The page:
Stories about the mercenary approach of hospitals are appearing with greater frequency in magazines, newspapers and the Internet, and are indicative of the rapidly declining values of healthcare in India. These may be passed off as incidental but are significant enough for the medical fraternity to perk up and do some serious thinking. On the verge of releasing a new healthcare policy, the Central Government too needs to pay heed to the hidden messages in these symptomatic stories.
The fundamental change in the philosophy of healthcare delivery in India is that it is no longer a ‘service’ but a ‘business’. Expanding at 18 per cent annually, healthcare is the fastest growing ‘industry’. Given the burgeoning population and increasing levels of ill-health in India, the ‘return on investment’ (ROI) factor is safest and the highest for healthcare. Is it any wonder then that hospitals and health are preferred destinations for business houses, multi-national pharmaceuticals, medical-implant manufacturers and construction industry? While private corporate hospitals are mushrooming in metro cities, doctors are being pressurised by the management to lavishly investigate, order scans and recommend what may be called preventive surgery. The doctor-patient relationship, traditionally one of trust, has been redefined into a salesman-customer equation, devoid of any human values or ethics. Hospitals have become shopping malls where health can be bought at a price which only the rich or the insured can afford. Profit-making remains the primary motive for the many corporate hospitals. The public, press and political machinery remain silent spectators to this tectonic shift, the detrimental effects of which are beginning to show.
That the government is also being influenced by the money power of private healthcare lobby is evident from the pages of the National Health Policy Draft 2015. Page 36, para 18.104.22.168, line 13 reads, “given that the private sector operates from the logic of the market and that they contribute to the economy through their contribution to the growth rate and by the national earnings from medical tourism, there need not be any major effort to persuade them to care for the poor, as long as their requirements and perceptions do not influence public policy towards universal healthcare”. If translated to policy, this could sound the death knell for caring for the poor in the expanding footprint of private healthcare and the shrinking space of public health.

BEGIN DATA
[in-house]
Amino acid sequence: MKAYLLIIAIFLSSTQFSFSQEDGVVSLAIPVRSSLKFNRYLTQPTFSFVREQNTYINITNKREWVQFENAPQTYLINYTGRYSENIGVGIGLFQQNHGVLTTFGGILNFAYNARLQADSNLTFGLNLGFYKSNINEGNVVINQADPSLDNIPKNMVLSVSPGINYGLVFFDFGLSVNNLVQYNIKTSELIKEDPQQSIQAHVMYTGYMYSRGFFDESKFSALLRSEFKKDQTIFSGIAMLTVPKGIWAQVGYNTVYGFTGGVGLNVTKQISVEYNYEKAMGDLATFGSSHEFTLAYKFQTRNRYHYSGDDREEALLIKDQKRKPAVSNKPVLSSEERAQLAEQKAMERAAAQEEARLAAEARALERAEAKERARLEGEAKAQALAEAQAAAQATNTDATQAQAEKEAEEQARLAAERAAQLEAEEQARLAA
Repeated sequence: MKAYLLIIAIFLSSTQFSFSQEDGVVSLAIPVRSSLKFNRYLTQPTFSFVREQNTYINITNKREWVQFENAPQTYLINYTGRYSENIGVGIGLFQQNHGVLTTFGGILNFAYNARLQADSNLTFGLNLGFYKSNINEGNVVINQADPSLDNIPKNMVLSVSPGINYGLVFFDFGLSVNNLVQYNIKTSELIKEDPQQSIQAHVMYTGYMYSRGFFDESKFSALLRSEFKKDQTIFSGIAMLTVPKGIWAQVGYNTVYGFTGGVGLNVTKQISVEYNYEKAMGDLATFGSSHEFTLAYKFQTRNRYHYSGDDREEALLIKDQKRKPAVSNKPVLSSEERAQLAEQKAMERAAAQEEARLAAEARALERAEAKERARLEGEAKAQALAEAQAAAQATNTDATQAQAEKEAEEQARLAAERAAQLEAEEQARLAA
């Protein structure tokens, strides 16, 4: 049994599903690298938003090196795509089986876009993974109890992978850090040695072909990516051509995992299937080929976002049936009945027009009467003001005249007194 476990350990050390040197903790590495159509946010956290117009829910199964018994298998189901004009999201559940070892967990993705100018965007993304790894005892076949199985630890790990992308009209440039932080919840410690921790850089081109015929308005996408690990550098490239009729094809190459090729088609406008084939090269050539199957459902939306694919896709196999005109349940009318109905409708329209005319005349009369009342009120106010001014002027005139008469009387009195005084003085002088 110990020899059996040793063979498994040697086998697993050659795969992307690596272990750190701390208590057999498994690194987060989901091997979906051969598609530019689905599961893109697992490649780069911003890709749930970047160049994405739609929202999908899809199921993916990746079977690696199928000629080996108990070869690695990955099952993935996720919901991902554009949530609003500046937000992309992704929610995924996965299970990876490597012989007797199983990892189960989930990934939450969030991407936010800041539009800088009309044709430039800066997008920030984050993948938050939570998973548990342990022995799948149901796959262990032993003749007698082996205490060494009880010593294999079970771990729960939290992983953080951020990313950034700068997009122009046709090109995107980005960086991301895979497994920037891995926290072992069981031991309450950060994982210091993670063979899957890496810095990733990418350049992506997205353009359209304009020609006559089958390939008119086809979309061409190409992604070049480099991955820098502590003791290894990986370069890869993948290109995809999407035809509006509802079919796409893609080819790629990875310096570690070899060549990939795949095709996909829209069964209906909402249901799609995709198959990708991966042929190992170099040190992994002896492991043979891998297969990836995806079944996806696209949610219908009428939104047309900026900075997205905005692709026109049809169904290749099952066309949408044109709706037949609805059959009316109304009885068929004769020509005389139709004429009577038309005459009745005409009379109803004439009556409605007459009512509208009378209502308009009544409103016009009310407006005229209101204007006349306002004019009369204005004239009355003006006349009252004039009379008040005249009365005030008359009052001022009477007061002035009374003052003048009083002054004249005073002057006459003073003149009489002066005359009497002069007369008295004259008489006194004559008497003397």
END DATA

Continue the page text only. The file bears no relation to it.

The evolution of private healthcare over the last 30 years in India is a good case study of how the public mind can be systematically brainwashed into accepting health at a high premium. Deluxe suites in some hospitals can rival the ambience of five-star hotels. A night in the ICU can cost up to `50,000. Packaged with tourism, India has become a favourite healthcare destination for overseas clients. The poor Indian patient stands on the sidewalk watching the ambulances zoom past, all lights flashing.
There are various sections of the business world that have laid claim to healthcare—the mighty pharmaceutical industry whose reach extends into the corridors of power are able to effect policy change and block local competition in their favour. The media has also played a part in the escalation of healthcare costs by hyping up the blessings of technology. Last year, a leading weekly magazine brought out an edition which prophesied that applications, software and gadgets would define healthcare excellence in future.
The trajectory of healthcare in this country is, I am afraid, skewed in favour of the rich and insured, promoted by businessmen, silently supported by the government and endorsed by the media. Beneath the galaxy of star hospitals lies a world of unseen misery parasitised by the modern system of healthcare. The National Health Policy Draft proposes to purchase care from select private hospitals enlarging the scope of their business. Lowly hospitals in the Indian backyard where physicians and surgeons work beyond the call of duty and attend to the needs of the poor, find no mention in any of the magazines of our country. Good clinical practice—personalised and cost effective—is becoming extinct in the glamour and glitter of corporate private care. Healthcare in India needs to be simplified, not glorified. It has to be service, not business. It has to be also for charity, not for-profit alone.
The darker side of India’s health status can been seen in the pitiable status of health in Bihar with an infant mortality rate at 55/1,000, the highest in India. Amidst the abundance of private corporate hospitals lies the sad reality of children losing their lives because of inadequate and improper treatment of simple diarrhoea. With the editorial ending in “…India can ill-afford to continue with its indifferent attitude to healthcare in rural areas,” can we still afford to say “... there need not be any major effort to persuade them (private healthcare) to care for the poor?”
The author is the director of CMC Vellore